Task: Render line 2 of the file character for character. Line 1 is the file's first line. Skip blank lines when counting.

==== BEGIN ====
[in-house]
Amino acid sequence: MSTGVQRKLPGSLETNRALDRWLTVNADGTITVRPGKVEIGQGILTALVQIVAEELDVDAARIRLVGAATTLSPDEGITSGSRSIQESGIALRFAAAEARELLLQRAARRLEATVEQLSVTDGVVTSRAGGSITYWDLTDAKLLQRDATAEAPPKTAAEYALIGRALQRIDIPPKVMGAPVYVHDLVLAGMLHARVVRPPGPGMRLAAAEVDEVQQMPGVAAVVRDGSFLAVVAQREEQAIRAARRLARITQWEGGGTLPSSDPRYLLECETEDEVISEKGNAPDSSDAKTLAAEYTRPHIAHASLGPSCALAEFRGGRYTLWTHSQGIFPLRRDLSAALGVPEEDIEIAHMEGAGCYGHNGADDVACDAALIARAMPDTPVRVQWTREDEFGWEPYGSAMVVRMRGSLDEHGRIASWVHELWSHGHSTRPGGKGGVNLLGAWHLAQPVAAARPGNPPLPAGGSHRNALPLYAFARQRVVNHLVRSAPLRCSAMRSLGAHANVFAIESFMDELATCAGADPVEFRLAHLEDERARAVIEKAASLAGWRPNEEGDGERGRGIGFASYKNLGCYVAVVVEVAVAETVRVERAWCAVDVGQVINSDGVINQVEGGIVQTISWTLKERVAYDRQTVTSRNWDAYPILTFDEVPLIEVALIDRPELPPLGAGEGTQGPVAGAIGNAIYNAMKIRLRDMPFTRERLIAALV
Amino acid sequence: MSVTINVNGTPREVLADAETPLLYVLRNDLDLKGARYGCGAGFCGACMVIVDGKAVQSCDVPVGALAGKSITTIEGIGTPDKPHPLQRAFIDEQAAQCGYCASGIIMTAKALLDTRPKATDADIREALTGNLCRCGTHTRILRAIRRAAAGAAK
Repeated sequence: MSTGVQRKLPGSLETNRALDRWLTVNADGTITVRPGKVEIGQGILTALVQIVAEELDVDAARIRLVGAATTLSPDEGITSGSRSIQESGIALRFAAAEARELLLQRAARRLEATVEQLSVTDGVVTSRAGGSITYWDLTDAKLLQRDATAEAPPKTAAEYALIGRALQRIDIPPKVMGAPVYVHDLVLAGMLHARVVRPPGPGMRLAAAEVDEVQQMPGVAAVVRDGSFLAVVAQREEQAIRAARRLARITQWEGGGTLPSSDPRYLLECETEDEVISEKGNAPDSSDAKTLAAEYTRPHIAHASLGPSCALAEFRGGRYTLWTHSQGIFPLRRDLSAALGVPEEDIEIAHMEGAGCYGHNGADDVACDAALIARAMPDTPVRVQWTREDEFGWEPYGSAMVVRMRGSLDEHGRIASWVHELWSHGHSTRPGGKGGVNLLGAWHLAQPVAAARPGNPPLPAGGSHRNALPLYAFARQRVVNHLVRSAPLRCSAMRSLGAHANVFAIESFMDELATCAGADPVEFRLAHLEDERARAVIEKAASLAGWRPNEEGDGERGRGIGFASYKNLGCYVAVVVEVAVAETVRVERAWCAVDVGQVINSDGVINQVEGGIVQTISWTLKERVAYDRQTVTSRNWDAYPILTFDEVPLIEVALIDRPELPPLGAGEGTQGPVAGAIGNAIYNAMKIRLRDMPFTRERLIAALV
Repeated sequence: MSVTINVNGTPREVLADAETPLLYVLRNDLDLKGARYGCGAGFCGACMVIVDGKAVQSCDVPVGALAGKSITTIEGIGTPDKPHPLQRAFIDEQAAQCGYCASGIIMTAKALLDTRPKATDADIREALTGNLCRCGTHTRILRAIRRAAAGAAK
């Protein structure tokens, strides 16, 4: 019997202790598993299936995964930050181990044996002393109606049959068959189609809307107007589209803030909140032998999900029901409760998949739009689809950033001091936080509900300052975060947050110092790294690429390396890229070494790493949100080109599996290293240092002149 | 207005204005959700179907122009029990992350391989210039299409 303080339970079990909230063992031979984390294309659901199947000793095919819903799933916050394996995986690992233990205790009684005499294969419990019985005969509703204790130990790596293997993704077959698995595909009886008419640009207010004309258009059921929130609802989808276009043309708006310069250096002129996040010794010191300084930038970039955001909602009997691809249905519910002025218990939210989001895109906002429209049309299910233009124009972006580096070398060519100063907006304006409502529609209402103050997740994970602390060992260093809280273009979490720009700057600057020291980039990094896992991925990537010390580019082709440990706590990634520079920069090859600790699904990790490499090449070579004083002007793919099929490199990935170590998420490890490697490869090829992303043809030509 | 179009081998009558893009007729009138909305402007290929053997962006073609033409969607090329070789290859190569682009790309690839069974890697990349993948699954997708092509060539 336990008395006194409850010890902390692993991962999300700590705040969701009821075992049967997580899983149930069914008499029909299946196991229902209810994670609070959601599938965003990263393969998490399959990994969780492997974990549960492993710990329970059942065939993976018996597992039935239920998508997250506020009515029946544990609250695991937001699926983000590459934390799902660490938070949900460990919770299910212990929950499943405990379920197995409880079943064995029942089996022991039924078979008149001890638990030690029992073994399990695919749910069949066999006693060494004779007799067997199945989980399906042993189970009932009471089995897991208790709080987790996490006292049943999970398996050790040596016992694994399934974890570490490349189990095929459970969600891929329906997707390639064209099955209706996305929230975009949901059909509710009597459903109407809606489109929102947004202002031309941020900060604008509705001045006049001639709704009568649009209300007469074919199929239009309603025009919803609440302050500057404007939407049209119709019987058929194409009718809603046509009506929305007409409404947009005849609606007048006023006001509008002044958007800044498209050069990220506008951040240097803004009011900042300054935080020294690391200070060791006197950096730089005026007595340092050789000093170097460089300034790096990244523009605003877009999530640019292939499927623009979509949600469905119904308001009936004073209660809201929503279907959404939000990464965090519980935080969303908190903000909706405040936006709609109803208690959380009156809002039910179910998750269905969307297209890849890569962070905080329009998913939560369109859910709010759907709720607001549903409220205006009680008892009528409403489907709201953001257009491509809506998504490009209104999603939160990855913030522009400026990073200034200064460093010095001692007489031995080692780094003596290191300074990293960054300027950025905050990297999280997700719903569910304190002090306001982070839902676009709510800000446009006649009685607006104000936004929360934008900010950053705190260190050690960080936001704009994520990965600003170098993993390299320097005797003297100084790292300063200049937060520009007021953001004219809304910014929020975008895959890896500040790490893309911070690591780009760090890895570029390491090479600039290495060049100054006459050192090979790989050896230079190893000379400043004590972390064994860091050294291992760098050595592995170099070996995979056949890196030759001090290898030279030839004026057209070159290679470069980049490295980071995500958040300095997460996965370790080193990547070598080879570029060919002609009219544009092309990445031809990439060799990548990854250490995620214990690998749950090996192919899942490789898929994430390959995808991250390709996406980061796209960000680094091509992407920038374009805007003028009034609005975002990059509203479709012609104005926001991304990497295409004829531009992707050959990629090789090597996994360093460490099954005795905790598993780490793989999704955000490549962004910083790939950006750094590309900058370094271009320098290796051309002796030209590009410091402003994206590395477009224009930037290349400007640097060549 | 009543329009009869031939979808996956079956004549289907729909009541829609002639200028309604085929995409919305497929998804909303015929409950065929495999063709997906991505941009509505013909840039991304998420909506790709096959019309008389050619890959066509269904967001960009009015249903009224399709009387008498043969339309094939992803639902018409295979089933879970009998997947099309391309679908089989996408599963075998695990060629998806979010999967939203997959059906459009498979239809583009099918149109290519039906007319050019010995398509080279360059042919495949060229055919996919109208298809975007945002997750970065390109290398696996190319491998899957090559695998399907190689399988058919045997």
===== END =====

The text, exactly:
Amino acid sequence: MSTGVQRKLPGSLETNRALDRWLTVNADGTITVRPGKVEIGQGILTALVQIVAEELDVDAARIRLVGAATTLSPDEGITSGSRSIQESGIALRFAAAEARELLLQRAARRLEATVEQLSVTDGVVTSRAGGSITYWDLTDAKLLQRDATAEAPPKTAAEYALIGRALQRIDIPPKVMGAPVYVHDLVLAGMLHARVVRPPGPGMRLAAAEVDEVQQMPGVAAVVRDGSFLAVVAQREEQAIRAARRLARITQWEGGGTLPSSDPRYLLECETEDEVISEKGNAPDSSDAKTLAAEYTRPHIAHASLGPSCALAEFRGGRYTLWTHSQGIFPLRRDLSAALGVPEEDIEIAHMEGAGCYGHNGADDVACDAALIARAMPDTPVRVQWTREDEFGWEPYGSAMVVRMRGSLDEHGRIASWVHELWSHGHSTRPGGKGGVNLLGAWHLAQPVAAARPGNPPLPAGGSHRNALPLYAFARQRVVNHLVRSAPLRCSAMRSLGAHANVFAIESFMDELATCAGADPVEFRLAHLEDERARAVIEKAASLAGWRPNEEGDGERGRGIGFASYKNLGCYVAVVVEVAVAETVRVERAWCAVDVGQVINSDGVINQVEGGIVQTISWTLKERVAYDRQTVTSRNWDAYPILTFDEVPLIEVALIDRPELPPLGAGEGTQGPVAGAIGNAIYNAMKIRLRDMPFTRERLIAALV